CMV, a common and usually harmless virus, changed the course of this mother's life

By Lauren Gilger
Published: Wednesday, May 24, 2023 - 11:18am

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Kathleen and Gideon Muldoon in the studio with nurse Jen.
Lauren Gilger/KJZZ
Gideon Muldoon with his mother, Kathleen, and nurse, Jen.

Kathleen Muldoon is an anatomy professor who has done extensive research on prenatal care and embryonic health. But, when she was pregnant with her second child, a son named Gideon, she encountered a virus that she had never heard of; one that changed the course of her life — and her son’s. 

It’s called cytomegalovirus, or CMV. It’s common, and often harmless. But, when it’s passed from a pregnant mother to her child, it can have dire consequences. CMV causes more birth defects than any other infectious disease — from deafness and blindness to autism and cerebral palsy. But, like most pregnant people, Muldoon was never warned about it. And Gideon was born with profound disabilities. 

Gideon and his mother came into our studios recently with his nurse, Jen, and The Show spoke with them more about it, but first, Gideon wanted to introduce himself. He communicates using a large, green recordable button.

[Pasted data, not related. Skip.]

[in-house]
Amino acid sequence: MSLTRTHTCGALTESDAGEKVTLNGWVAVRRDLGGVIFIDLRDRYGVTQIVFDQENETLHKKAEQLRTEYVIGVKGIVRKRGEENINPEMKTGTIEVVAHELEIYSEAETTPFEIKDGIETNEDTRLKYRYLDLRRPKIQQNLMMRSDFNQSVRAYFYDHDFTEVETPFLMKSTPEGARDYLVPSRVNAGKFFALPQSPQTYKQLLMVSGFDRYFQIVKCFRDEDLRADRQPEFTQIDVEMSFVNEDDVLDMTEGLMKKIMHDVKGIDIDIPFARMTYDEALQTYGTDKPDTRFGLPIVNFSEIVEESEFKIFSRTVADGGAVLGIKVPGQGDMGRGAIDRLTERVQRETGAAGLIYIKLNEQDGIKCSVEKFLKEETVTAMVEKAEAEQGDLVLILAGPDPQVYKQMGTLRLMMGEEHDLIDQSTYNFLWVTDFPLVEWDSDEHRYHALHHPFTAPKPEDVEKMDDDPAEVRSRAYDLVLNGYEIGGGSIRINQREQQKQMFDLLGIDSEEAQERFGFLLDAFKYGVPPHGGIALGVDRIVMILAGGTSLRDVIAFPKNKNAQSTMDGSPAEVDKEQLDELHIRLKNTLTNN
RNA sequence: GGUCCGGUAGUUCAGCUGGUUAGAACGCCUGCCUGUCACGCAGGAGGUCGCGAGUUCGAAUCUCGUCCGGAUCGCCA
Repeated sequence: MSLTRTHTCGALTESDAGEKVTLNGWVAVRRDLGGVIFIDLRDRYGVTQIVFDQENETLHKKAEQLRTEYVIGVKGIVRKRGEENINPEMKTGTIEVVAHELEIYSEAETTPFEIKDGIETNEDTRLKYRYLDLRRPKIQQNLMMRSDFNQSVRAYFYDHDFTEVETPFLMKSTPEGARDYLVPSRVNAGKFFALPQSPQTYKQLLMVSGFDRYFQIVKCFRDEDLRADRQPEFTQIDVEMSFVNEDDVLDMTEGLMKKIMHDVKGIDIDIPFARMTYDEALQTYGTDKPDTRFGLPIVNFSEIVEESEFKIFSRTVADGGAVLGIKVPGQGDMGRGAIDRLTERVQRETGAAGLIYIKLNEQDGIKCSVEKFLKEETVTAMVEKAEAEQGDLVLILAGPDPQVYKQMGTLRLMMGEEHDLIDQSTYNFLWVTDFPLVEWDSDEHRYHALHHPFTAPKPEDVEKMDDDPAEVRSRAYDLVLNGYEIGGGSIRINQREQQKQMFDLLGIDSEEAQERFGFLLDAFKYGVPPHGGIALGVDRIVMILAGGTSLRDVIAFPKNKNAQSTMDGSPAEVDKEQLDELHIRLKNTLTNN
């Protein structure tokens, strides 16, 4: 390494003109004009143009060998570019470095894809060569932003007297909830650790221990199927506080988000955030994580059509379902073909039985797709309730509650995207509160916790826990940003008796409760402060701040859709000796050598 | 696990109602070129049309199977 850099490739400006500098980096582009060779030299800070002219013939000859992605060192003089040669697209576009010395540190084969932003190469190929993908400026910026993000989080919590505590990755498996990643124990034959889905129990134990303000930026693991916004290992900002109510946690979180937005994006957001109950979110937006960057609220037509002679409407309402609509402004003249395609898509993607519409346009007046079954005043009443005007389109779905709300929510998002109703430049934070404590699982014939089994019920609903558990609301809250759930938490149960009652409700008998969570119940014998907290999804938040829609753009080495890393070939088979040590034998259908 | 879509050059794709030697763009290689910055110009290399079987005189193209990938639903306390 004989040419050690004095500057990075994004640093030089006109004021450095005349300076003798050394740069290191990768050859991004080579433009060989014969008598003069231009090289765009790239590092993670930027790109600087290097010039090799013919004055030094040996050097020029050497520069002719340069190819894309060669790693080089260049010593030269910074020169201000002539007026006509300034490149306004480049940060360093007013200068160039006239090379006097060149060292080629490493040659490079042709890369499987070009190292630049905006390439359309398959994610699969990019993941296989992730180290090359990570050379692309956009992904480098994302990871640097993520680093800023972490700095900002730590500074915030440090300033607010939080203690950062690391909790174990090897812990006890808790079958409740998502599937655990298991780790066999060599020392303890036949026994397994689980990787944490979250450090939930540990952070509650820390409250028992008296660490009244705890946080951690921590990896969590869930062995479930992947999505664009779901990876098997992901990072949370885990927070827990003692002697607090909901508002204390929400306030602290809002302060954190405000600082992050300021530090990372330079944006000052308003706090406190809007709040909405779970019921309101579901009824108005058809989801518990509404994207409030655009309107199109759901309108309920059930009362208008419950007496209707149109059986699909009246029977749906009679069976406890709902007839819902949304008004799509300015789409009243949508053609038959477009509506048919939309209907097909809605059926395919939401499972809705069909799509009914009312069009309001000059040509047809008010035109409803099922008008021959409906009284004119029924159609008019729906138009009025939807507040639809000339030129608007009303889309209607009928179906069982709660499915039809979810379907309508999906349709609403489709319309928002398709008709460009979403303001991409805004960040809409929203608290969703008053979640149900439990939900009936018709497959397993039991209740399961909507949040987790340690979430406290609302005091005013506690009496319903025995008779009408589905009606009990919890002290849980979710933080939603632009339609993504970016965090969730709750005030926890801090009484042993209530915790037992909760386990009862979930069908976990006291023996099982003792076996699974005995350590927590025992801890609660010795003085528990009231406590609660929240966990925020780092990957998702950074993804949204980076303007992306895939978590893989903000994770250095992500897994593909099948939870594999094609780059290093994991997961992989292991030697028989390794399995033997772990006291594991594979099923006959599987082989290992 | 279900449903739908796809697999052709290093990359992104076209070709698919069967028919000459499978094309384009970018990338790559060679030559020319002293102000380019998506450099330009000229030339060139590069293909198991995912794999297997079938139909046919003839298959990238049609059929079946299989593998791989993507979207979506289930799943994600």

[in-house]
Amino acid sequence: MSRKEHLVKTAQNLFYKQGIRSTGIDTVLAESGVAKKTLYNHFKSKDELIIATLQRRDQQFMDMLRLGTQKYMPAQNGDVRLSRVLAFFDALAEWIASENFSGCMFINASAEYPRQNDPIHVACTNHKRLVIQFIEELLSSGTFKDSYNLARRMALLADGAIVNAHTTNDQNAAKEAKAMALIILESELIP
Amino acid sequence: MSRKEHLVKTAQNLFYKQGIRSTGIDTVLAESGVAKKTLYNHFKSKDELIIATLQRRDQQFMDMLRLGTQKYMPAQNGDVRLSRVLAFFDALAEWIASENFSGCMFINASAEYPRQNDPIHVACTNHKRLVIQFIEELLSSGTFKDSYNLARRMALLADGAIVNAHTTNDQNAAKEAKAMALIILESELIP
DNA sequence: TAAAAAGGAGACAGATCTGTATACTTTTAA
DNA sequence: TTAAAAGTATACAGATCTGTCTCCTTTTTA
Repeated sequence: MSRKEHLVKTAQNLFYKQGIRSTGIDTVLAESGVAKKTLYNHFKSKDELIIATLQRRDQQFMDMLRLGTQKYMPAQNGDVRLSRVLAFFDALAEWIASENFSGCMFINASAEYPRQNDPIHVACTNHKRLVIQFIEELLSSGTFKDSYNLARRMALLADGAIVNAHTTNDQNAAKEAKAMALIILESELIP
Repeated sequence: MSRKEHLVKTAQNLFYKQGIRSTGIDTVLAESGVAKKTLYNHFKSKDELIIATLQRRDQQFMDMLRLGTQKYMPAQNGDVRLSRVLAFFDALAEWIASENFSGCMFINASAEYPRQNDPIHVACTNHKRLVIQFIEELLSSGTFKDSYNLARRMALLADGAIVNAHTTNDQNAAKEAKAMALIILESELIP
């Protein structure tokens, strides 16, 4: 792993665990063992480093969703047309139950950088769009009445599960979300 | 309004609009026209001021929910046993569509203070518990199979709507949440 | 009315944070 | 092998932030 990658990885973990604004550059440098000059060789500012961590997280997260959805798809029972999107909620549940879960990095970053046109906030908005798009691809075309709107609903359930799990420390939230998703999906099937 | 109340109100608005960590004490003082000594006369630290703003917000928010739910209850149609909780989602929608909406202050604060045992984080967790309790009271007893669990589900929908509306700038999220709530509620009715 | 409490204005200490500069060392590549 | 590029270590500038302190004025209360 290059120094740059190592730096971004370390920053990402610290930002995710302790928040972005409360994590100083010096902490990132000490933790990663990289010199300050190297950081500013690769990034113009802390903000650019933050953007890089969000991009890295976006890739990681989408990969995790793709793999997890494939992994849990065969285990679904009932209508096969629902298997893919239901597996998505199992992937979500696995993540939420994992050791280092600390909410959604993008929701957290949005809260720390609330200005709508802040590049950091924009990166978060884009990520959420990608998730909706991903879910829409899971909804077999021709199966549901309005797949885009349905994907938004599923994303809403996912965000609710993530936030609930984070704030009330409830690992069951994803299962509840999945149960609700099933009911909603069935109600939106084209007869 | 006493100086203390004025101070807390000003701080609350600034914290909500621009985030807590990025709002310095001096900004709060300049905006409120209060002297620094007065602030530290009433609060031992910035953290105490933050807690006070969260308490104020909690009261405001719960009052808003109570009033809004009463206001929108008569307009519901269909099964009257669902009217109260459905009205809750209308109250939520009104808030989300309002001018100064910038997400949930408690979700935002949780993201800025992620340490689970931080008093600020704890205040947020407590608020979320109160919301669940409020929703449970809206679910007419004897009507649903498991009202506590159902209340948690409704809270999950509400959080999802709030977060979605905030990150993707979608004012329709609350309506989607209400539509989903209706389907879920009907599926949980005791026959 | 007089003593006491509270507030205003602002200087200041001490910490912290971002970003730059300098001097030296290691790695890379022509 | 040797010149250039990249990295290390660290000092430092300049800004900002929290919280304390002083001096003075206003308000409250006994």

Gideon has 28 active diagnoses, including cerebral palsy, deafness, visual impairment and epilepsy. He uses a wheelchair to get around and a feeding tube to eat. 

He also goes to school, loves music by Andrew Bird and Wilco, and making up his own stories, and, his mother says, often uses his button to record knock-knock jokes.

His life hasn’t been what Muldoon expected when he was born 9 years ago. But, she told The Show, she wouldn’t change anything about him. Kathleen and Gideon are featured in a new book about CMV, called "Remedies for Sorrow" and she told The Show more about their story.

Muldoon told me "about 10% of babies who contract CMV will be symptomatic at birth like Gideon." But, there’s a lot we don’t know about it still. In fact, she told me, "of the 90% of infants who have had the virus and are born without symptoms, 10% to 20% of them will go on to develop long-term disabilities — and we’ll never know why."

There are several clinical trials underway to treat CMV during pregnancy now and, Kathleen said, "early intervention can make a big difference."

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